Review: Ma Rainey’s Black Bottom


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Viola Davis stars in “Ma Rainey’s Black Bottom.”

Avery James Lester, Staff Writer

As the heat rises on a blisteringly hot day, eight people gather in an ancient recording studio. As the tensions rise, so does the viewer’s involvement in the story. As the character’s tear themselves apart, we feel even more connected to them. And as a wonderful singer belts out a powerful ballad, the audience is seduced by the power of the blues.

I felt all these emotions when I watched George C. Wolfe’s “Ma Rainey’s Black Bottom.” A largely forgotten film from 2020, it is a worthwhile movie that I found myself pleasantly surprised by through it’s captivating characters, dialogue, music and story.

It takes place on a sweltering day in the Windy City in 1927. Ma Rainey, a popular blues singer, attempts to record her single “Ma Rainey’s Black Bottom.” However, due to many contributing factors including the heat, clashing egos and racism, the tensions throughout all the band members rise and collapse into an emotional climax.

“Ma Rainey’s” is full of mesmerizing performances. Viola Davis plays the titular character with wonderful and somber energy. But the greatest performer, by far and away, is the late Chadwick Boseman. Boseman gave his greatest performance of his career in this movie. Every scene he appears in is emotional and impactful. He is nominated for a Golden Globe for his performance. He will, in all likelihood, win and absolutely deserves it.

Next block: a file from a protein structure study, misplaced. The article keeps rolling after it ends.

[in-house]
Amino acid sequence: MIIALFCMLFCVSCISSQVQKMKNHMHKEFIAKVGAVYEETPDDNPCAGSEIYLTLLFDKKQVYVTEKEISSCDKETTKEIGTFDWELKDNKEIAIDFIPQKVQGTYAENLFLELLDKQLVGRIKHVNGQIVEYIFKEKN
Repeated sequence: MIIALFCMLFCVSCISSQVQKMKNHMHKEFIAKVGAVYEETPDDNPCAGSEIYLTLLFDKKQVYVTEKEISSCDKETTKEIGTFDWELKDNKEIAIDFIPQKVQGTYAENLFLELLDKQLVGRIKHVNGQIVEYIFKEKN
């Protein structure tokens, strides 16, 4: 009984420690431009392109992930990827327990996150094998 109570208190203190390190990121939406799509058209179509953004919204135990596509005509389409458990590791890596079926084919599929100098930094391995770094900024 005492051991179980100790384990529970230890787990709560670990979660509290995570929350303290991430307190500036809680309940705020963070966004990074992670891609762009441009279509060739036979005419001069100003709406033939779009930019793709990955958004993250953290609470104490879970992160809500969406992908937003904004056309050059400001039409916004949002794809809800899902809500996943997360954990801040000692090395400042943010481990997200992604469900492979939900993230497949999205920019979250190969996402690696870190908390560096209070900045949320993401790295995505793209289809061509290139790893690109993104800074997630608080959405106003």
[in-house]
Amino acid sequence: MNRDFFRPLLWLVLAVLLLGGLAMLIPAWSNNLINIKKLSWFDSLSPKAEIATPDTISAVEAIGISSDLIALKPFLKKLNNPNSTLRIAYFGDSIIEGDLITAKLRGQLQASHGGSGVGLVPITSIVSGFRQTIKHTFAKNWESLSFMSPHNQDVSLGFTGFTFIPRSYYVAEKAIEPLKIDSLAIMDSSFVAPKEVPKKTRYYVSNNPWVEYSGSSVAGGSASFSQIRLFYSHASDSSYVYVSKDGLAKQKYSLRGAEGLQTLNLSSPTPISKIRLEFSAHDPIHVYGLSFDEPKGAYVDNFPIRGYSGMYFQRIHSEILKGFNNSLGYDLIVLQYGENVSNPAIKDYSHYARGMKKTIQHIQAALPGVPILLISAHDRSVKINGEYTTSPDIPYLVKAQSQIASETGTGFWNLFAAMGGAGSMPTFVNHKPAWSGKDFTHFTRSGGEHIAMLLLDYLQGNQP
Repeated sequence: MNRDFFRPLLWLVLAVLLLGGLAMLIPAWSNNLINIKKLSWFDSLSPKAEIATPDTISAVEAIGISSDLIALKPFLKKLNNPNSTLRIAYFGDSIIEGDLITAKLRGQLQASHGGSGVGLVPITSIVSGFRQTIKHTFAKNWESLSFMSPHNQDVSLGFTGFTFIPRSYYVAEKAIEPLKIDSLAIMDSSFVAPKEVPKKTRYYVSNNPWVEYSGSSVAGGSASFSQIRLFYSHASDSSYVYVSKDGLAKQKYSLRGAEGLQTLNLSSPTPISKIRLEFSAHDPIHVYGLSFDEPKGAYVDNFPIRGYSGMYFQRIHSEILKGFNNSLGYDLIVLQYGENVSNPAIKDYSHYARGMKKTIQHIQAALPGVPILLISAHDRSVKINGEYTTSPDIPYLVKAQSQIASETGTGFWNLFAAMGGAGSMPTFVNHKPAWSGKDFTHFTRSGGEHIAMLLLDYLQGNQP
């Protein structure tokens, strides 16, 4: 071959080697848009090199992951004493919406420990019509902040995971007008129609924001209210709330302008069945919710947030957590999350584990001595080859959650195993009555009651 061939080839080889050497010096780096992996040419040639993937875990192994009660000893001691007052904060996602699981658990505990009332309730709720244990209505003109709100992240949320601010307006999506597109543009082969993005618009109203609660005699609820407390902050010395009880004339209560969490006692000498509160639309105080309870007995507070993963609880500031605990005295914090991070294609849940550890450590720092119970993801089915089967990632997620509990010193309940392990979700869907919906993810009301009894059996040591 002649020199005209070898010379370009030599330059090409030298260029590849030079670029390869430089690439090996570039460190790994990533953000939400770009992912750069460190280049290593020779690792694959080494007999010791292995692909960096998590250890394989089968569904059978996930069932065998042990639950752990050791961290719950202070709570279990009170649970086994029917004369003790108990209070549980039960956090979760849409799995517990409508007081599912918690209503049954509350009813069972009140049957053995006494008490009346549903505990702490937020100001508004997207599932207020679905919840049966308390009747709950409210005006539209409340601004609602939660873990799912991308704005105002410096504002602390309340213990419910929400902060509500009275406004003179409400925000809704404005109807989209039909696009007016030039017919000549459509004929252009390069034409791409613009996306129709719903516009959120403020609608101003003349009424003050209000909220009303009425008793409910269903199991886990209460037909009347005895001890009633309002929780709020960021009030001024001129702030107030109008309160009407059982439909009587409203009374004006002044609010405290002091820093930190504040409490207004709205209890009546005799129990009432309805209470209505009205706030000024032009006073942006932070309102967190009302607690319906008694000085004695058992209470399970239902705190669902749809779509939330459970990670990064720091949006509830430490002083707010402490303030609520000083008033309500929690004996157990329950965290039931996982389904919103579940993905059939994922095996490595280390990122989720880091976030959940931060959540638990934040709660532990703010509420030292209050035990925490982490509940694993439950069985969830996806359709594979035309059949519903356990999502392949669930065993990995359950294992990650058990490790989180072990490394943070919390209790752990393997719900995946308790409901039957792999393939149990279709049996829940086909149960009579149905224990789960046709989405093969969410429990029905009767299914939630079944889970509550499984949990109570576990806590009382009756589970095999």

My only major critique of this film is purely aesthetic due to my personal preferences. When it comes to period pieces, I find it initially distracting if it feels like the film was meant to take place in a different time period. I’m not talking about the production or costume design: my problem is basically the cinematography. Films from the 1920s have a very particular aesthetic: choppy, low quality film. Now, I know that “Ma Rainey’s” wasn’t made in the 1920s – therefore it would probably have higher grade film quality. However, I feel if cinematographer Tobias Schliessler degraded the footage or even used more darker lenses, I wouldn’t have been distracted that a film set in the Roaring Twenties has the same picture quality of a Marvel movie.

This criticism, however, pales in comparison to the rest of the film. No amount of nitpicks I have can change how moved I was by the end. “Ma Rainey’s Black Bottom,” seemed to slip past many people’s radars. This is such a shame because this wonderful blues story is one of the best films to come out of 2020.